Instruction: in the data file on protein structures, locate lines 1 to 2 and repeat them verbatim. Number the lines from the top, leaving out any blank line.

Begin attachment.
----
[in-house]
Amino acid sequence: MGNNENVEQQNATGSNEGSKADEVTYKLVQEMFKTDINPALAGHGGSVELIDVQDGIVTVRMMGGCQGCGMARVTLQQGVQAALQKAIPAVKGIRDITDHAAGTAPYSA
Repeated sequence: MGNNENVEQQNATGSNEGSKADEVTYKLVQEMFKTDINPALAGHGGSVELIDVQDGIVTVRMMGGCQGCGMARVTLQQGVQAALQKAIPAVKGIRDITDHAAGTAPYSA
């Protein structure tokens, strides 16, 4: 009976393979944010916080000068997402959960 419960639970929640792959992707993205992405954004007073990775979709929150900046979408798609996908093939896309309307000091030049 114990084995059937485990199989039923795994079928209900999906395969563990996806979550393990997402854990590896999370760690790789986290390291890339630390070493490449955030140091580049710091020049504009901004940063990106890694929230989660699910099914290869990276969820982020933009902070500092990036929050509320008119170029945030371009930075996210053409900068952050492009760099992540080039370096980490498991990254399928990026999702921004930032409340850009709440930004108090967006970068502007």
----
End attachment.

[in-house]
Amino acid sequence: MGNNENVEQQNATGSNEGSKADEVTYKLVQEMFKTDINPALAGHGGSVELIDVQDGIVTVRMMGGCQGCGMARVTLQQGVQAALQKAIPAVKGIRDITDHAAGTAPYSA